International Women’s Day 2022: Marie-Anne Libert
For International Women’s Day 2022, we at LifeWatch ERIC are putting eight scientists in the spotlight. Each of the LifeWatch ERIC member states has proposed a figure who has broken boundaries over the course of her lifetime, and is an inspiration to younger generations looking to pursue a career in STEM.
As we explored in the podcast we recorded for The International Day of Women and Girls in Science, women are still underrepresented in various scientific fields, such as engineering, computer science and AI. Additionally, scientific research in general is not only unbalanced in terms of composition (33% female) but also in terms of hierarchy, with only 12% of national science academy members being women, who are disproportionately overlooked when it comes to promotion and grants.
The women at the centre of our campaign are very diverse, hailing from a range of countries and time periods, but they all have one thing in common: overcoming the odds in order to contribute to scientific improvement. We want to draw attention to just a fraction of the women who have defied the cultural barriers pitted against them to bring good to the world, and bring recognition where they might have been overlooked.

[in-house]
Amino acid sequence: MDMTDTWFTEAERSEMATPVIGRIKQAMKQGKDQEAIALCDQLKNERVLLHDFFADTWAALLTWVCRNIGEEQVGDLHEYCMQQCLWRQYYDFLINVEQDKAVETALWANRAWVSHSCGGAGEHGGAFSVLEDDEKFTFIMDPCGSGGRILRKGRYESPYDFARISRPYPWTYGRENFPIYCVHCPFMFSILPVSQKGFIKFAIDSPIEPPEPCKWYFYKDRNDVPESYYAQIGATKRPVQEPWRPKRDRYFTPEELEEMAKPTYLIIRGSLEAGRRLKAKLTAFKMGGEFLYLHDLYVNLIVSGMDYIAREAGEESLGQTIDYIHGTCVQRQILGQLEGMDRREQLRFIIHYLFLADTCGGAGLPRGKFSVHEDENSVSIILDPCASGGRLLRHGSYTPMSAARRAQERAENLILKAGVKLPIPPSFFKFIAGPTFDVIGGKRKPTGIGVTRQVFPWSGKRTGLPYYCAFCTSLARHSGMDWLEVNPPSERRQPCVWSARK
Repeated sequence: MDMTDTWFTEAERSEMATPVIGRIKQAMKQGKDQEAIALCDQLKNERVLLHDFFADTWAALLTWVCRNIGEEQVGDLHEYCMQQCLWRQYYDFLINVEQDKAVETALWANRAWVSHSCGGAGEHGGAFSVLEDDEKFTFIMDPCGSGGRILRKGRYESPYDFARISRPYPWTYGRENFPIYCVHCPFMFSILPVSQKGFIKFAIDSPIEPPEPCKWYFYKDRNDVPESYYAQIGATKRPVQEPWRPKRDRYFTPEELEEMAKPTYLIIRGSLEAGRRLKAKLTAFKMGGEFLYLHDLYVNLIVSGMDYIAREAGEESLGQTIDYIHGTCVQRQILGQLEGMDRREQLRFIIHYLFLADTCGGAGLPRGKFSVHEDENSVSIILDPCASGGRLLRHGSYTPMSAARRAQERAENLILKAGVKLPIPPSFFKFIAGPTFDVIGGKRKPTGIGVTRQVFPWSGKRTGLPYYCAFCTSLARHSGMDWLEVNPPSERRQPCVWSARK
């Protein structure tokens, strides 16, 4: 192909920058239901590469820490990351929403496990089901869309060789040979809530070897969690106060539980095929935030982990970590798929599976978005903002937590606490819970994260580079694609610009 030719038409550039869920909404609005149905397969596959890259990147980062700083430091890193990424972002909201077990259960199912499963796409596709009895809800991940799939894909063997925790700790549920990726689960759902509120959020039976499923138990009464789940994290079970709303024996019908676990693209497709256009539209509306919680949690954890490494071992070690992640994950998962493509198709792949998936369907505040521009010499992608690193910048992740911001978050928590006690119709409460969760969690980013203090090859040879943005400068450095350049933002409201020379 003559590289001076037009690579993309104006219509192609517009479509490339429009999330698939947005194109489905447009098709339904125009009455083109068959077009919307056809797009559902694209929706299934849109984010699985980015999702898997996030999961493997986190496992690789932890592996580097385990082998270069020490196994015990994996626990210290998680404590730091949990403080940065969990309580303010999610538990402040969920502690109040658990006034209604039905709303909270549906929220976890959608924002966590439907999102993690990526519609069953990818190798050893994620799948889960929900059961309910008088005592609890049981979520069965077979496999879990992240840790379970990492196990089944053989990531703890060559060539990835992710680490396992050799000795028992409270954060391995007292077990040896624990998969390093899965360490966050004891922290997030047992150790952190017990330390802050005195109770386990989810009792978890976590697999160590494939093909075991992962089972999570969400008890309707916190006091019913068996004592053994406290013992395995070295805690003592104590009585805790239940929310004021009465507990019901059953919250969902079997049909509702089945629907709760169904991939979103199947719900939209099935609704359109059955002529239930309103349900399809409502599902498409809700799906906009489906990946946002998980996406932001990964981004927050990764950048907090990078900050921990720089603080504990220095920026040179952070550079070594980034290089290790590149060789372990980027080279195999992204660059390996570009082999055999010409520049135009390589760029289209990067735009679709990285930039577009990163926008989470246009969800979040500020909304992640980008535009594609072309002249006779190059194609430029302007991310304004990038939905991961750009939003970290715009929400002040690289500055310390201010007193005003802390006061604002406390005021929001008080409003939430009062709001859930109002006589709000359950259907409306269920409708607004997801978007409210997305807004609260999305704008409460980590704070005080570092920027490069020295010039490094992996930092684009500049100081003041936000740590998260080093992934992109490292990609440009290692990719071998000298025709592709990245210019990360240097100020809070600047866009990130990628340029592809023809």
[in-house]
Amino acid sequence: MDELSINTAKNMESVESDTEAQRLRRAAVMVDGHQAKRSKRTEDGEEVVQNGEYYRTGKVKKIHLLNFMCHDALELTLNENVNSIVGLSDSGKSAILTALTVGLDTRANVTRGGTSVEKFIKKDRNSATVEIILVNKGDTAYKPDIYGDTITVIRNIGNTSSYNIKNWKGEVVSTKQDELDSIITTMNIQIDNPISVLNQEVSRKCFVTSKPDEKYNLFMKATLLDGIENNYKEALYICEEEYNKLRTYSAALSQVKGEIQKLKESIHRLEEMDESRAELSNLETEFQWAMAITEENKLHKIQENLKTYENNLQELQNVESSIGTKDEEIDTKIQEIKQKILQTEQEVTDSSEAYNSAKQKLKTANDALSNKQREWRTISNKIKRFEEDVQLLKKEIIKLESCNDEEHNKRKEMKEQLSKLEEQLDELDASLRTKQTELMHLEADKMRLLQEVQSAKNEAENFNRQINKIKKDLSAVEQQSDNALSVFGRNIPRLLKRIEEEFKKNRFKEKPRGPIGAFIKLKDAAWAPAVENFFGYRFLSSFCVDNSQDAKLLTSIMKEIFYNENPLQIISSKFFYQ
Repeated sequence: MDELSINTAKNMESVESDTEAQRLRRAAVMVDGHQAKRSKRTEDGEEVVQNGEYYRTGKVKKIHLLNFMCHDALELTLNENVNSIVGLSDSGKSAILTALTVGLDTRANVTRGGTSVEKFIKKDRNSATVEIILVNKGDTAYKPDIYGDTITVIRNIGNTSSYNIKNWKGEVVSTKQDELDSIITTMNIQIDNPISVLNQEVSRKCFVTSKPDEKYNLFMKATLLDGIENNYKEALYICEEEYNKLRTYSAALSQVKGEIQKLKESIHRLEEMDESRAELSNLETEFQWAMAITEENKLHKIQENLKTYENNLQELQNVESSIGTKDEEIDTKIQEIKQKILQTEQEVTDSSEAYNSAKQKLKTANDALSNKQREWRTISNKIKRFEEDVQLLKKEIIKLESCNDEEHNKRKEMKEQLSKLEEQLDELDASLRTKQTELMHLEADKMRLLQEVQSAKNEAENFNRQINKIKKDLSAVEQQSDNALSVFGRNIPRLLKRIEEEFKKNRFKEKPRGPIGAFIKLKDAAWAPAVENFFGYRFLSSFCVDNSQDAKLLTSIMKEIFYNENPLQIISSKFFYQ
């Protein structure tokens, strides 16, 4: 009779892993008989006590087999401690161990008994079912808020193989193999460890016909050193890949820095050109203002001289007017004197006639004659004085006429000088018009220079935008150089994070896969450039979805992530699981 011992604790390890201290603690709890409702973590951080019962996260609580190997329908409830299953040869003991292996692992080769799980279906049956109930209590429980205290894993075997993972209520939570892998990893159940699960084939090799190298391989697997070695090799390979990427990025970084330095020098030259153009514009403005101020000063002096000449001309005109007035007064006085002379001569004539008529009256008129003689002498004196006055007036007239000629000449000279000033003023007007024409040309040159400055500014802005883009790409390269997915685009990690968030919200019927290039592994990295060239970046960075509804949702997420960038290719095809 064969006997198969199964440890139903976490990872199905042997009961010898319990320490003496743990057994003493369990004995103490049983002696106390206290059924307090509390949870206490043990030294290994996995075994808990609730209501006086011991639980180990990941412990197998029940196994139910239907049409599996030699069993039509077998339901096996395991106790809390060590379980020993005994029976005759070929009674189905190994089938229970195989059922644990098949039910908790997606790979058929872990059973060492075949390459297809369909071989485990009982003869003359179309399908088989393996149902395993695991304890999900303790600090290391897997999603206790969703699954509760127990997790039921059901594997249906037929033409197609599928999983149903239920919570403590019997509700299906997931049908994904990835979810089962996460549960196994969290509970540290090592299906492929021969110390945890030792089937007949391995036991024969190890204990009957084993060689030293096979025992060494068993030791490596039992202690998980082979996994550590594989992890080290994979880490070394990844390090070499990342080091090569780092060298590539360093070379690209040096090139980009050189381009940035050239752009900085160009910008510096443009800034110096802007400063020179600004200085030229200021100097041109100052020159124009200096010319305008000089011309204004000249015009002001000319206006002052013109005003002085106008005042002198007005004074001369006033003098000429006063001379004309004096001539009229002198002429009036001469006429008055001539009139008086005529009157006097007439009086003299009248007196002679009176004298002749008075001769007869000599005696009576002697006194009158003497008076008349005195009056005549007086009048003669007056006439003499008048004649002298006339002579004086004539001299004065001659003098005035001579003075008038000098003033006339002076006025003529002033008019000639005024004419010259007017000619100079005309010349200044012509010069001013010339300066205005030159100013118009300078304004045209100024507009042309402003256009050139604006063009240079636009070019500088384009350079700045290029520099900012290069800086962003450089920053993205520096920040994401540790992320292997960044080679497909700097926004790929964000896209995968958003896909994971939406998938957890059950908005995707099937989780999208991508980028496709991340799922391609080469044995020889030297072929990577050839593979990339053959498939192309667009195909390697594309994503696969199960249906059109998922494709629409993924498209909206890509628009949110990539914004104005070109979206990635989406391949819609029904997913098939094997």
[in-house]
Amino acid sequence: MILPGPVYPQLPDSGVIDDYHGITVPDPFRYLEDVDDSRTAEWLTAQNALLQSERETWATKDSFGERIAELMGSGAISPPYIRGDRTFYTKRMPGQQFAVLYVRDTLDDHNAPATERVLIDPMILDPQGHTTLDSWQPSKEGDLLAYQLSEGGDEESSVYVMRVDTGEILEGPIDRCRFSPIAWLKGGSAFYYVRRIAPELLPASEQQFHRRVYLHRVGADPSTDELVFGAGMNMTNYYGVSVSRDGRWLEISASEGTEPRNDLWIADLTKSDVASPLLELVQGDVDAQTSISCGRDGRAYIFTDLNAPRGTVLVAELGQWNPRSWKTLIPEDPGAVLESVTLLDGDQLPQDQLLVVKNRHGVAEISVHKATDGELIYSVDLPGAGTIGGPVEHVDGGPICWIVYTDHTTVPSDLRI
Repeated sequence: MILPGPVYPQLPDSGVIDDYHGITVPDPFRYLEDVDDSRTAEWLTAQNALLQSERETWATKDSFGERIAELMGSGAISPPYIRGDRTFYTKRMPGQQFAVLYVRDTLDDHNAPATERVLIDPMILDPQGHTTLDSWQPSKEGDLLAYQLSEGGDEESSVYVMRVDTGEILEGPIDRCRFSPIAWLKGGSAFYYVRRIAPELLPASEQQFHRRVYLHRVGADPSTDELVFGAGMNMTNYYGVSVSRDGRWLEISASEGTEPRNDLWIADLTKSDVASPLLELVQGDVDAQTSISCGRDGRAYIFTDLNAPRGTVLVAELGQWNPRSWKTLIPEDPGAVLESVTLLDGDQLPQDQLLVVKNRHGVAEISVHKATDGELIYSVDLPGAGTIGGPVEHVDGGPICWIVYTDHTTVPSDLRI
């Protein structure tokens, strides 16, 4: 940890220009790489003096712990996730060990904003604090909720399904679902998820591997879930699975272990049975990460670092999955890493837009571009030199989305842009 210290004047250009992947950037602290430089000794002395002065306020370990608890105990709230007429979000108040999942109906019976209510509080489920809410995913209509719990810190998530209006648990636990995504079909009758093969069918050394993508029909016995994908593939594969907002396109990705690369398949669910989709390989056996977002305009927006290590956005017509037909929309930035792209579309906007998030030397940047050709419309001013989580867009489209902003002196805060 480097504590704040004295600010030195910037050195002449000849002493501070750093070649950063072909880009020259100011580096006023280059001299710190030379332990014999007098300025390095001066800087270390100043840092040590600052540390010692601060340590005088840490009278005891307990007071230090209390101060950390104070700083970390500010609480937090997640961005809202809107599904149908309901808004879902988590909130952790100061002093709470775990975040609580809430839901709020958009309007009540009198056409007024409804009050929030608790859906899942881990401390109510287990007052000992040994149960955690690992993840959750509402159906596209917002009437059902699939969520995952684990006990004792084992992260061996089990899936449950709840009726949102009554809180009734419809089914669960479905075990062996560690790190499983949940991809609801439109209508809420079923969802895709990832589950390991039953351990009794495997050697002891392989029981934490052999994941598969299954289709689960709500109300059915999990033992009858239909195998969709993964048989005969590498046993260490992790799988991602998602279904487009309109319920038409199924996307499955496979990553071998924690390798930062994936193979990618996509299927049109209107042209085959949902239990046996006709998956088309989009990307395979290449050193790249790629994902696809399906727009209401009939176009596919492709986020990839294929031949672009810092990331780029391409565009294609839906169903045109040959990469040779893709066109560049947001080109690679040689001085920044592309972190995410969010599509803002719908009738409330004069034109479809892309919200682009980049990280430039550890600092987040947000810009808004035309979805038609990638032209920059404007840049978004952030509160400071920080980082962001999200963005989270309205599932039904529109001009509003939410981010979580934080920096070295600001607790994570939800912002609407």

Marie-Anne Libert was born in 1782 to a large family in Malmedy, now Belgium. She was a prolific author of fungal taxa, becoming the second woman formally to name a fungal taxon in the modern scientific era, and describing over 200 novel taxa during her lifetime.
While women were not admitted to Belgian universities for a hundred years after her birth, Libert’s father recognised his daughter’s academic potential and made sure she received an education. Upon return, Libert taught herself Latin so that she could read the many books about plants written in this language, inspired by the flora of her native town. Libert’s first new fungal taxon—Asteroma rosae—was a leaf spot (Libert 1827c) and she was the first to name to species the fungal cause of potato murrain, commonly known as potato blight. In a letter to the Journal de Liège, Libert ascribed the cause of the devastating potato blight recently observed in Belgium to a fungus, providing details of hyphae and spores as observed under the microscope. Her naming of pathogenic fungi contributed to a growing awareness among botanists that fungi were a major cause of plant diseases, and to the beginnings of the new discipline that became known as plant pathology.
She was well-regarded by her scientific peers, and in recognition of her contributions to mycology, Libert was elected an associate member of the Linnean Society of Paris in 1820, and awarded a gold medal of merit by Emperor Friedrich-Wilhelm III. At a scientific congress in Liège in 1836, she was unanimously elected president of the natural sciences section, and special note was made of the fact that she had ‘carried out her work without benefit of being close to any large scientific centre or even to a large library’. In 1862, she became the first woman invited to join the Royal Botanic Society of Belgium. Four genera were named after Libert during her lifetime, as well as three after her death, and she was also honoured in the name of a street in Malmedy in 1925.
This text was largely adapted from Naming names: the first women taxonomists in mycology, by Sara Maroske and Tom W. May.